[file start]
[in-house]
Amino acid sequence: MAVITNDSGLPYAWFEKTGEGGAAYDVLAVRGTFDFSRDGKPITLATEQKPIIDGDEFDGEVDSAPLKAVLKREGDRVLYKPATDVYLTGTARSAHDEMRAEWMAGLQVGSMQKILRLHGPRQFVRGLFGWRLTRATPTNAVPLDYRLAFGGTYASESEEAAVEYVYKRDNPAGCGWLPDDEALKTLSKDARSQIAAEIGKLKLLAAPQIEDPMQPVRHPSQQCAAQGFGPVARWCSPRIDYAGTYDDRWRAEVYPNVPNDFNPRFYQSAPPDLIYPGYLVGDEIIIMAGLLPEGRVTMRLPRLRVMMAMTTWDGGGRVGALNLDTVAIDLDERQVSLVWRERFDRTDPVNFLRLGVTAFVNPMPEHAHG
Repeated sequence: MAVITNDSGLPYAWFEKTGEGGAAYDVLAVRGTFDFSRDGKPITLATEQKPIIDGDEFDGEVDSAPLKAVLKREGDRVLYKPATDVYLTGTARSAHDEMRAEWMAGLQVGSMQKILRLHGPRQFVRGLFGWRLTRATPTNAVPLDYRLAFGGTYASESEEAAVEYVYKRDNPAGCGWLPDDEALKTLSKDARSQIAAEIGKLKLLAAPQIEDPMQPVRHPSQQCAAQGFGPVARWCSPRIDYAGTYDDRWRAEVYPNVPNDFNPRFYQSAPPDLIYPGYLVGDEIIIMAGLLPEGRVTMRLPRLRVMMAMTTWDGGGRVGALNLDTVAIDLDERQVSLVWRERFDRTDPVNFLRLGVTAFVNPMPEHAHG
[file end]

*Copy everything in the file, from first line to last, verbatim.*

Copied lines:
[in-house]
Amino acid sequence: MAVITNDSGLPYAWFEKTGEGGAAYDVLAVRGTFDFSRDGKPITLATEQKPIIDGDEFDGEVDSAPLKAVLKREGDRVLYKPATDVYLTGTARSAHDEMRAEWMAGLQVGSMQKILRLHGPRQFVRGLFGWRLTRATPTNAVPLDYRLAFGGTYASESEEAAVEYVYKRDNPAGCGWLPDDEALKTLSKDARSQIAAEIGKLKLLAAPQIEDPMQPVRHPSQQCAAQGFGPVARWCSPRIDYAGTYDDRWRAEVYPNVPNDFNPRFYQSAPPDLIYPGYLVGDEIIIMAGLLPEGRVTMRLPRLRVMMAMTTWDGGGRVGALNLDTVAIDLDERQVSLVWRERFDRTDPVNFLRLGVTAFVNPMPEHAHG
Repeated sequence: MAVITNDSGLPYAWFEKTGEGGAAYDVLAVRGTFDFSRDGKPITLATEQKPIIDGDEFDGEVDSAPLKAVLKREGDRVLYKPATDVYLTGTARSAHDEMRAEWMAGLQVGSMQKILRLHGPRQFVRGLFGWRLTRATPTNAVPLDYRLAFGGTYASESEEAAVEYVYKRDNPAGCGWLPDDEALKTLSKDARSQIAAEIGKLKLLAAPQIEDPMQPVRHPSQQCAAQGFGPVARWCSPRIDYAGTYDDRWRAEVYPNVPNDFNPRFYQSAPPDLIYPGYLVGDEIIIMAGLLPEGRVTMRLPRLRVMMAMTTWDGGGRVGALNLDTVAIDLDERQVSLVWRERFDRTDPVNFLRLGVTAFVNPMPEHAHG